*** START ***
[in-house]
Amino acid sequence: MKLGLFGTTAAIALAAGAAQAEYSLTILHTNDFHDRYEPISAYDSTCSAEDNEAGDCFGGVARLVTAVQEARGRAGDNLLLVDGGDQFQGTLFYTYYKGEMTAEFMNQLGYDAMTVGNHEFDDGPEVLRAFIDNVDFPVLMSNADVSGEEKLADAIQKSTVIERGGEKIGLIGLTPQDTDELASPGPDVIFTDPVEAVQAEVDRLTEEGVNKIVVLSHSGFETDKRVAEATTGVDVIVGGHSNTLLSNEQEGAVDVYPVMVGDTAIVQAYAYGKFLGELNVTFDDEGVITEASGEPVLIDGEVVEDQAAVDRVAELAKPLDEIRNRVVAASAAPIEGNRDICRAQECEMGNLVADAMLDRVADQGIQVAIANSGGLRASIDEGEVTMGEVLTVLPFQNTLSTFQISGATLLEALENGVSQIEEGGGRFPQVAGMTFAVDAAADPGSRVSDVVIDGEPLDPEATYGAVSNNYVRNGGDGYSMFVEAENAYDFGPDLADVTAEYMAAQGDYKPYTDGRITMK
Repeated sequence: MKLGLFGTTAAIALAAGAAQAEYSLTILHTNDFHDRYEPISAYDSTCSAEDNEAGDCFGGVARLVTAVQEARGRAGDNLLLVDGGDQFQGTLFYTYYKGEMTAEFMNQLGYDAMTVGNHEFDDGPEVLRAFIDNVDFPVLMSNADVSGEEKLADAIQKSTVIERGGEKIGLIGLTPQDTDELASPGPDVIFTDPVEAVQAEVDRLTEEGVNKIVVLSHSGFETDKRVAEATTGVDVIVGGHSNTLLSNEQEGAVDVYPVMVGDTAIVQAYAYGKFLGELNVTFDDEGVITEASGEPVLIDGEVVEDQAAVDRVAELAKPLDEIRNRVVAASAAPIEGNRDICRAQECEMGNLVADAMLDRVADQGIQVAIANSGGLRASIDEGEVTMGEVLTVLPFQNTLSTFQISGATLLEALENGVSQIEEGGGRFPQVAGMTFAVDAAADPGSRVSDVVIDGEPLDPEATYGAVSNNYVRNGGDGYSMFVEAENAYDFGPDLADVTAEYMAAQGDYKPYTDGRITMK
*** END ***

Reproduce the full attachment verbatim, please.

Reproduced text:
[in-house]
Amino acid sequence: MKLGLFGTTAAIALAAGAAQAEYSLTILHTNDFHDRYEPISAYDSTCSAEDNEAGDCFGGVARLVTAVQEARGRAGDNLLLVDGGDQFQGTLFYTYYKGEMTAEFMNQLGYDAMTVGNHEFDDGPEVLRAFIDNVDFPVLMSNADVSGEEKLADAIQKSTVIERGGEKIGLIGLTPQDTDELASPGPDVIFTDPVEAVQAEVDRLTEEGVNKIVVLSHSGFETDKRVAEATTGVDVIVGGHSNTLLSNEQEGAVDVYPVMVGDTAIVQAYAYGKFLGELNVTFDDEGVITEASGEPVLIDGEVVEDQAAVDRVAELAKPLDEIRNRVVAASAAPIEGNRDICRAQECEMGNLVADAMLDRVADQGIQVAIANSGGLRASIDEGEVTMGEVLTVLPFQNTLSTFQISGATLLEALENGVSQIEEGGGRFPQVAGMTFAVDAAADPGSRVSDVVIDGEPLDPEATYGAVSNNYVRNGGDGYSMFVEAENAYDFGPDLADVTAEYMAAQGDYKPYTDGRITMK
Repeated sequence: MKLGLFGTTAAIALAAGAAQAEYSLTILHTNDFHDRYEPISAYDSTCSAEDNEAGDCFGGVARLVTAVQEARGRAGDNLLLVDGGDQFQGTLFYTYYKGEMTAEFMNQLGYDAMTVGNHEFDDGPEVLRAFIDNVDFPVLMSNADVSGEEKLADAIQKSTVIERGGEKIGLIGLTPQDTDELASPGPDVIFTDPVEAVQAEVDRLTEEGVNKIVVLSHSGFETDKRVAEATTGVDVIVGGHSNTLLSNEQEGAVDVYPVMVGDTAIVQAYAYGKFLGELNVTFDDEGVITEASGEPVLIDGEVVEDQAAVDRVAELAKPLDEIRNRVVAASAAPIEGNRDICRAQECEMGNLVADAMLDRVADQGIQVAIANSGGLRASIDEGEVTMGEVLTVLPFQNTLSTFQISGATLLEALENGVSQIEEGGGRFPQVAGMTFAVDAAADPGSRVSDVVIDGEPLDPEATYGAVSNNYVRNGGDGYSMFVEAENAYDFGPDLADVTAEYMAAQGDYKPYTDGRITMK